Sunday, August 23, 2009

Wickus loves Tania and Neill loves Joburg: Can America learn to understand SA??

For years we have seen movies about Africa that are, for the most part, negative-full of war and disease. District 9 is different: it’s a love story.

It was written by South African, Neill Blomkamp, who then casts his mate as the Afrikaaner bureaucrat, Wickus Van De Merwe. It’s a love story and I loved it right back. I loved the film because it was refreshing and different-Peter Jackson produced it-and I am glad this film replaced Halo. In the states, mostly, the movie was understood as a political metaphor awkwardly dressed as a sci-fi thriller. It is time Americans showed a little more understanding of South Africa.

In a review of District 9, the writers for a New York City online magazine worried about the metaphor of segregation set in such a segregated place like South Africa.

To get back to the desert of the real, though, did you get the uneasy feeling, as I did, that setting a sci-fi film about a systematically marginalized population in a city and country that really are terrifyingly segregated and fraught with inequality somehow does injustice to the seriousness of the actual situation in South Africa?

WTF?? Did these reviewers say the same thing about every movie set in NYC, LA or DC that has to do with segregation, (Mississippi Burning) corruption, (Training Day) and the evils of not recycling? (The Day after Tomorrow) Where is the introspection? New Yorkers are so parochial.

Americans think South Africa is bad and bad things happen there and continue to happen there. An African friend once told me that he thought white South Africans seemed uncomfortable in Africa. I think about that sometimes. I think about it because I frequently feel very uncomfortable in Africa. I think about it because at the bottom of it all, Americans today have a singular, historical relationship with sub-Saharan Africa.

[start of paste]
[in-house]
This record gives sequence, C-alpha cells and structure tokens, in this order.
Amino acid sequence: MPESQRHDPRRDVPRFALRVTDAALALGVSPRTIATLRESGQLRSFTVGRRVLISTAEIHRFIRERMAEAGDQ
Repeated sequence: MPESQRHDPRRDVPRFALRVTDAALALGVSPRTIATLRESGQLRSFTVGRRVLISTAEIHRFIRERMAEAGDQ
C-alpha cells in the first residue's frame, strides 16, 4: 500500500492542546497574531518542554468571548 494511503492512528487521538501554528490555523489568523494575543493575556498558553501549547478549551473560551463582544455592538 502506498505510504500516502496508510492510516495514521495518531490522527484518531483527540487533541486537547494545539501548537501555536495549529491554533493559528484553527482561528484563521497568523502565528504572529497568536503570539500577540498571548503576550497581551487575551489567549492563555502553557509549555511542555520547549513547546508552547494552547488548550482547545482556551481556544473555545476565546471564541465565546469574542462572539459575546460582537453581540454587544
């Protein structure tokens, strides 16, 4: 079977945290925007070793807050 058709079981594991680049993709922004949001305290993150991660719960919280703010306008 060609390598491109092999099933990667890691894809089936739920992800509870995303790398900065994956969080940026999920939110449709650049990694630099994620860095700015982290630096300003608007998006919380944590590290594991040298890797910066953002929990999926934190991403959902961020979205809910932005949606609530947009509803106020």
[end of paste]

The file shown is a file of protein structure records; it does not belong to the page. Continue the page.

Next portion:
Obama’s visit to Ghana and the slave dungeons really illustrates this. The choice of Ghana was symbolic for Africans and Americans. Americans today have an equally simplistic understanding of South Africa and it has to do only with apartheid. Can I possibly appreciate what it means to be South African?

South Africa has the largest economy on the continent. Many Afrikaaners voted for the changes in government that put an end to apartheid. Americans, limited by their inability to insist on good global news coverage, know very little about the complexities of the political scene in South Africa. They know only enough. I am not sure Hillary’s recent visit to SA provided much more info.

The news reports after her visit did seem to indicate that she got on well with President Zuma-a vast change from the previous administrations divided by Mugabe and Iraq. The focus of their talks focused on making progress on reform in Zimbabwe (tee hee) and the hot topics in Africa, according to America,-Sudan, Somalia and trade. Ok, well we can all guess how much progress will be made in all of those areas but at least we both have new administrations and they are talking to each other. It is not a huge step toward understanding but I have come to appreciate baby steps towards progress. We all start life that way-unless you are alien then, as Wickus showed us, you start out in an entirely different way!

After I saw District 9, I thought about all the things SA and the US have in common. We both have very violent cultures. The English are not violent like us. They are hooligans but this is sporadic, often childish, drunken, violence. There is a high tolerance for everyday violence in the US-well at least in most urban areas, particularly LA. I guess one could/should say it’s bad. It is a reality and it is cultural.